As Spain's brutal defenestration by the Netherlands neared its conclusion on Friday evening, the camera panned to the Spanish goalmouth, the epicentre of the evening's tumult. Iker Casillas, normally a beacon of stability and composure, stood bedraggled in the downpour, staring forlornly into the middle distance as his reputation was ripped apart before the eyes of the world.
Even the hardest of hearts must have held a kernel of pity for the Spanish goalkeeper. He had conceded five goals, and been solely culpable for two of them. After missing a routine cross to gift Holland their third, he had miscontrolled a back-pass to allow Robin van Persie to make it 4-1. For all Spain were out-played and out-thought, it was Casillas who had cost his side the game.
In the aftermath of the Spanish debacle, the reaction of the world's press has been predictably savage. Casillas, they tell us, has to go: after his blunder which gave Atletico Madrid the lead in last month's Champions League final, the Netherlands rout provided conclusive proof that he is now a liability between the Spanish sticks, and must be banished to purdah by his country, just as he has been by Real Madrid.
Yet the reality is far less straightforward than many of the world's footballing scribes appear to believe. First of all, there's no way of knowing whether Casillas's replacement will do any better. David De Gea is injured, so if Vincente del Bosque chooses to drop Casillas, he will have to pick Pepe Reina, a player who has been cast off by two clubs inside 12 months. Casillas may have made mistakes, but at least he's been playing in big games. Asking Reina to go from waterboy to World Cup saviour carries huge risk.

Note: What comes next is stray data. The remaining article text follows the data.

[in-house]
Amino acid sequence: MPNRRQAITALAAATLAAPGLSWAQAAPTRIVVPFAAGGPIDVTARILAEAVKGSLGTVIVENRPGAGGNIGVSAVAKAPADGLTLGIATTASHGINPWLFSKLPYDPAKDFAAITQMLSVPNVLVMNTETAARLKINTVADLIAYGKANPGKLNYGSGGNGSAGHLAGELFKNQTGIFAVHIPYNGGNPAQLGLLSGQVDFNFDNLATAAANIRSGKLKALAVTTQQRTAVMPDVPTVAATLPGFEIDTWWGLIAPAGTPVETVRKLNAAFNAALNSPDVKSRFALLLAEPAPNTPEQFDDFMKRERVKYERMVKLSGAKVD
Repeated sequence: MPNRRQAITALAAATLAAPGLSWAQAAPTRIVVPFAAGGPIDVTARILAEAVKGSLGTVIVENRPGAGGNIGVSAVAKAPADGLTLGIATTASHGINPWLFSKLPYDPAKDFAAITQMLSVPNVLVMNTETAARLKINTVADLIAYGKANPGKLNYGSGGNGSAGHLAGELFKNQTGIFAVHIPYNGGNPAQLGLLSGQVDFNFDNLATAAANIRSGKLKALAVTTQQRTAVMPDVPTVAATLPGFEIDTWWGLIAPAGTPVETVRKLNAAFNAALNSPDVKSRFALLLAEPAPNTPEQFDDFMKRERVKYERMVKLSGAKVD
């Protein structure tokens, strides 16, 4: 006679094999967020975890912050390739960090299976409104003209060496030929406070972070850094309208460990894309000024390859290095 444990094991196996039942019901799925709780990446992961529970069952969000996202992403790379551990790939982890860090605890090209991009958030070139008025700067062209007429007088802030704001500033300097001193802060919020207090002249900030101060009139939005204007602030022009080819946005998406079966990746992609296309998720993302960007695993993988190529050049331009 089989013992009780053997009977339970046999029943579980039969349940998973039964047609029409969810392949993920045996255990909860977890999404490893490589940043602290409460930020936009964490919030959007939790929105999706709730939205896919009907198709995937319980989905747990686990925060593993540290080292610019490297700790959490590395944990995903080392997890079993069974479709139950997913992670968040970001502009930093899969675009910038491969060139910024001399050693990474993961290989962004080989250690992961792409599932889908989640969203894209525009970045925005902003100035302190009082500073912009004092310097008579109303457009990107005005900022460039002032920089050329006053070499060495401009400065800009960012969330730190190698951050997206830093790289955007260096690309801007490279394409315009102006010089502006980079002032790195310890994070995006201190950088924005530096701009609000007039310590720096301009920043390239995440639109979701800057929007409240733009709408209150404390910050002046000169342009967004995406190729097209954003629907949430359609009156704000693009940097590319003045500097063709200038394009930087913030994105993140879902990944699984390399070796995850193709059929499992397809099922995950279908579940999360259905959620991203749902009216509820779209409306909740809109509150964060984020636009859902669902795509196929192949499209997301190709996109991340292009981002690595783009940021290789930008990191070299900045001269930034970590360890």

Then there's Casillas's wider role within the Spanish team to consider. For he is far more than just a net-minder; he is the captain of his team, a footballing statesman known to millions in his homeland as 'San Iker'. Blessed with intelligence, diplomacy skills and a natural authority, he is the handsome figurehead of the modern, unified Spanish team.
Spain's seleccion has always been a powderkeg of languages and mentalities. Basque, Catalan, Galician and Castillian are thrown together for a short period and asked to put aside the parochial mantras drilled into them since birth. For decades, bickering, recrimination and failure were the inevitable results of this uneasy alliance.
Yet Casillas has played an integral role in stitching the cliques of the Spanish squad together, allowing all those gifted players to weave their tiki taka tapestry. His close friendship with Xavi appears to have encouraged the rest of the Real Madrid and Barcelona factions to subsume themselves into the La Roja project. Under Casillas, Spain have finally acquired the team spirit to match their talent - and world domination has ensued.
If Casillas is purged by del Boque, who will become the figurehead of the team, the middle man who pulls them together and pushes them forward? Gerard Pique and Sergio Ramos lack maturity, while Xavi and Andres Iniesta, for all their status and experience, appear too diffident for the task. It's easy to imagine a Casillas-less Spain descending into bitching and rancour should they go a goal behind against Chile. Were they to do so, their chances of progressing in the tournament would evaporate.
Casillas is certainly a fading footballing power; the fact that both Jose Mourinho and Carlo Ancelotti have deemed him unworthy of a regular starting spot proves as much. Yet he remains the cornerstone of the dressing room, a common factor in the squad's various cliques. Del Bosque, a pragmatist to his core, must know that a decision to drop his captain could be fatal.